From transporting troops and weapons systems to supplying beans, bullets, and Band-Aids to front-line warfighters,
tactical wheeled vehicles serve as the materiel backbone anywhere there are boots on the ground. Drawing from the
U.S. Army's Tactical Wheeled Vehicle Strategy and the Marine Corps Vision & Strategy 2025 reports, one may
conclude that the services have modest expectations for the introduction of large unmanned ground systems into
operational roles in the next 15 years. However, the Department of Defense has already invested considerably in the
research and development of full-size UGVs-and commanders deployed in both Iraq and Afghanistan have advocated
the urgent fielding of early incarnations of this technology, believing it could make a difference on their battlefields
For military UGVs to evolve from mere tactical advantages into strategic assets with developed doctrine, they must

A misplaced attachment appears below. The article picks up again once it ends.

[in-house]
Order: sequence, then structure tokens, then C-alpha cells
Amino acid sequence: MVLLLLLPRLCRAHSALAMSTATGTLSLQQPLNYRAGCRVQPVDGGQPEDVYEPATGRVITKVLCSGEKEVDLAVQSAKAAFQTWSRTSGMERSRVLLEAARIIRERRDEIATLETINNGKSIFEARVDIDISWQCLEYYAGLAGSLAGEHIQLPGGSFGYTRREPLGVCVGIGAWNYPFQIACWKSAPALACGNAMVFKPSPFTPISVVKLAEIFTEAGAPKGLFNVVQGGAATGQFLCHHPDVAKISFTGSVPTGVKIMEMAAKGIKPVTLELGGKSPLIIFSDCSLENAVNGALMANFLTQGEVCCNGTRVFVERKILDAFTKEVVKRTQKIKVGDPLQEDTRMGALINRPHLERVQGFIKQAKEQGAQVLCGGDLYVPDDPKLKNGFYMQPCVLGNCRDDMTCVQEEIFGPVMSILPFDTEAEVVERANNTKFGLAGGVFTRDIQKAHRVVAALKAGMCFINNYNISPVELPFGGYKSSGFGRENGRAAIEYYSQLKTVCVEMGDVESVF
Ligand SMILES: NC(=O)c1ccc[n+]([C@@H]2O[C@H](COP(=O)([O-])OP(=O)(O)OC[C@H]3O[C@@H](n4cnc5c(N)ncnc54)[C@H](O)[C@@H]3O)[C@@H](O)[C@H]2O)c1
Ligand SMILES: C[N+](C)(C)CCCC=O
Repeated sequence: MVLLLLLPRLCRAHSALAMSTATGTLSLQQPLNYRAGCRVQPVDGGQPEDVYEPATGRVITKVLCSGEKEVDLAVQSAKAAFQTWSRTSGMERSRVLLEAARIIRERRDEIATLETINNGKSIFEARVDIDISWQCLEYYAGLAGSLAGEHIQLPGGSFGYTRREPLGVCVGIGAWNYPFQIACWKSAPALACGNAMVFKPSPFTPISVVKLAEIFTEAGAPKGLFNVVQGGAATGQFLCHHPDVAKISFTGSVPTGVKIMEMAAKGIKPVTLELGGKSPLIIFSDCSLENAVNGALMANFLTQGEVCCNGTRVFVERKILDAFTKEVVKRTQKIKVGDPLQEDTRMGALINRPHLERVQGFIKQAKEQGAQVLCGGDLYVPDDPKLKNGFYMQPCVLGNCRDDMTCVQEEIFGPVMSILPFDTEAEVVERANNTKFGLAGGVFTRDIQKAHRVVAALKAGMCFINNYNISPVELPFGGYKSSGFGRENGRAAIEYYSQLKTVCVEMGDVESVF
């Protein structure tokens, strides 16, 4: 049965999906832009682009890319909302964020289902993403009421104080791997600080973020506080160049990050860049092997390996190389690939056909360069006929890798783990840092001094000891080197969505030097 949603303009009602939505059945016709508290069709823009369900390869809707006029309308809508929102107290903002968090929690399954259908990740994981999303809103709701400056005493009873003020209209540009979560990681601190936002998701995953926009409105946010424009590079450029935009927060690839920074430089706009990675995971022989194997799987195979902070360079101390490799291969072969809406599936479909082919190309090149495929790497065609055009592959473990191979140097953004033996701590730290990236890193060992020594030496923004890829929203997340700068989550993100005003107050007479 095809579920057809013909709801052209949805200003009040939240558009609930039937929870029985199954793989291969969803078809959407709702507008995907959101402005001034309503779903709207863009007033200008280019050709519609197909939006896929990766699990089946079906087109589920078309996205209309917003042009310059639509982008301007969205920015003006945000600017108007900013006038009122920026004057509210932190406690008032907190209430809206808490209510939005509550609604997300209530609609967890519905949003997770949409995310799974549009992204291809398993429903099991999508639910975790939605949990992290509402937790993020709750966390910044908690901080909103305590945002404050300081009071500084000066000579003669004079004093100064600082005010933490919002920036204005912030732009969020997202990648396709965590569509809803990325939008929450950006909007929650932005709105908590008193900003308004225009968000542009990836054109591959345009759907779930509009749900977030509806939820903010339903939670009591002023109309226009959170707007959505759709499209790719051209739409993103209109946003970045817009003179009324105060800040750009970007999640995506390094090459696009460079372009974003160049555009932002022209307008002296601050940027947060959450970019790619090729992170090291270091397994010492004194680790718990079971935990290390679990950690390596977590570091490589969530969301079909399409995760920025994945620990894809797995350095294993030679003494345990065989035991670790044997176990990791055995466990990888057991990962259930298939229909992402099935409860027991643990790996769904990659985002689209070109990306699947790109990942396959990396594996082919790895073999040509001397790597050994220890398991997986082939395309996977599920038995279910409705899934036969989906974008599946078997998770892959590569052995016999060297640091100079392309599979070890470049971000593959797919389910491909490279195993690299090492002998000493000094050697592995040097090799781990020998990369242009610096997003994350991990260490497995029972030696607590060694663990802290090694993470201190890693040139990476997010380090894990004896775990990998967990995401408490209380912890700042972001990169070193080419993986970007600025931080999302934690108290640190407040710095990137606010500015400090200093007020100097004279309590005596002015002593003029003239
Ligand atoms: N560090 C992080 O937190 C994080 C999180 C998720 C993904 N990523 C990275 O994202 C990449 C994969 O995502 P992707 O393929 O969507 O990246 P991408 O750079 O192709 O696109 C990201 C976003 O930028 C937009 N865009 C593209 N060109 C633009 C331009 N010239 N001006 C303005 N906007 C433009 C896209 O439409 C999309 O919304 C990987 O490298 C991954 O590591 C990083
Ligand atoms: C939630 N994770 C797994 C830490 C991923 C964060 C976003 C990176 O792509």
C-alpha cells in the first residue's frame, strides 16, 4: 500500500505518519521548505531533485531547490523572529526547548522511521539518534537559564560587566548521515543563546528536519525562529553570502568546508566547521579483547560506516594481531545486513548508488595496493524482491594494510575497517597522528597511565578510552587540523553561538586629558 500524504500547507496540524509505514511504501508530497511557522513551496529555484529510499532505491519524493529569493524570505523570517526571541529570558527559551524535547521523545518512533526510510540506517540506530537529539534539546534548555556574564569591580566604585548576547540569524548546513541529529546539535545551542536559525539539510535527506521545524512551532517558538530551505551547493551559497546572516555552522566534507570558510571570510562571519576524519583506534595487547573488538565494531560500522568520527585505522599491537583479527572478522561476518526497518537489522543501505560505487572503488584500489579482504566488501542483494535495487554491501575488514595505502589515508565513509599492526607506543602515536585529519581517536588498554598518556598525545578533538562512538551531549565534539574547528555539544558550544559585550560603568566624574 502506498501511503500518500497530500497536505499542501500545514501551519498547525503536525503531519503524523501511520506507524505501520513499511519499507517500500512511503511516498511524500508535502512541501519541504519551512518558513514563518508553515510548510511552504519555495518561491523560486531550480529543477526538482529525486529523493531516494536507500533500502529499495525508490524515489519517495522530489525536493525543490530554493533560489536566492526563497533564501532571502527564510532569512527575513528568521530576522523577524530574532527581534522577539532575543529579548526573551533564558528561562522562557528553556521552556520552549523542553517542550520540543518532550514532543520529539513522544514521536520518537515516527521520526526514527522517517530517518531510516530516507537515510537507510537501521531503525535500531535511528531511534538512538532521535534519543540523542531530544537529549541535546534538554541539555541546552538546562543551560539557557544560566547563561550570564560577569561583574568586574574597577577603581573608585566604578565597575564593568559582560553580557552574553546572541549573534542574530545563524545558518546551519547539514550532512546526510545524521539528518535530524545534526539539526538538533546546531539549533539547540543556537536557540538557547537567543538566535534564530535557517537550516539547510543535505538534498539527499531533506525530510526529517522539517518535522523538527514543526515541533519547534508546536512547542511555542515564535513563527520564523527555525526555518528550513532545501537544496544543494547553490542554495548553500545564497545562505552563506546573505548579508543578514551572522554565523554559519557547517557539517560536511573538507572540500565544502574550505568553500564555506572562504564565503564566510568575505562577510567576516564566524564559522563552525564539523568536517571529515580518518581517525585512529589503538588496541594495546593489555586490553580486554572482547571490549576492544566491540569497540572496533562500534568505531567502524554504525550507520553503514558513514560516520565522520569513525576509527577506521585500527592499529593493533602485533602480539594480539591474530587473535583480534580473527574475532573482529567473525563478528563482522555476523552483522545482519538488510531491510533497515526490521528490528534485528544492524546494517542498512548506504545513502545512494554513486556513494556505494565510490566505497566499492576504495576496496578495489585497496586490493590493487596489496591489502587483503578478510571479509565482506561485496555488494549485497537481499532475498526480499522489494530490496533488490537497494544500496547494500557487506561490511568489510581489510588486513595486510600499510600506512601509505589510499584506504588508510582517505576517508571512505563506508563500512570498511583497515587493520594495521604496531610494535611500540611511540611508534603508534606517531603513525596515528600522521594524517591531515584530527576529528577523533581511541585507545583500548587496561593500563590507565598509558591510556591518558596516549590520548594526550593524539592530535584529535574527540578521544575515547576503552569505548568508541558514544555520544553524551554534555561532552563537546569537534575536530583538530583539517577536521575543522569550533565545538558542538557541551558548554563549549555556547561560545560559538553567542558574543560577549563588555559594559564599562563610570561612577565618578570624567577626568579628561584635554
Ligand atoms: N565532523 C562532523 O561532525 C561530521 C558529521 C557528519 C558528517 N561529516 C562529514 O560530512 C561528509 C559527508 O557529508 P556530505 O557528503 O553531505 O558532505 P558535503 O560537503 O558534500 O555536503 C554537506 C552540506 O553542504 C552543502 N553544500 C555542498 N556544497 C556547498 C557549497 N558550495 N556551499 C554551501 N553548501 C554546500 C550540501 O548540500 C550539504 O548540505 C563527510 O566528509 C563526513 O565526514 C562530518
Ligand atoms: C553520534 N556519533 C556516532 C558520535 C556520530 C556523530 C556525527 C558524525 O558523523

become as trustworthy as a well-trained warfighter in performing their assigned task. Starting with the Marine Corps'
ongoing Cargo Unmanned Ground Vehicle program as a baseline, and informed by feedback from previously deployed
subject matter experts, this paper examines the gaps which presently exist in UGVs from a mission-capable perspective.
It then considers viable near-term technical solutions to meet today's functional requirements, as well as long-term
development strategies to enable truly robust performance. With future conflicts expected to be characterized by
increasingly complex operational environments and a broad spectrum of rapidly adapting threats, one of the largest
challenges for unmanned ground systems will be the ability to exhibit agility in unpredictable circumstances.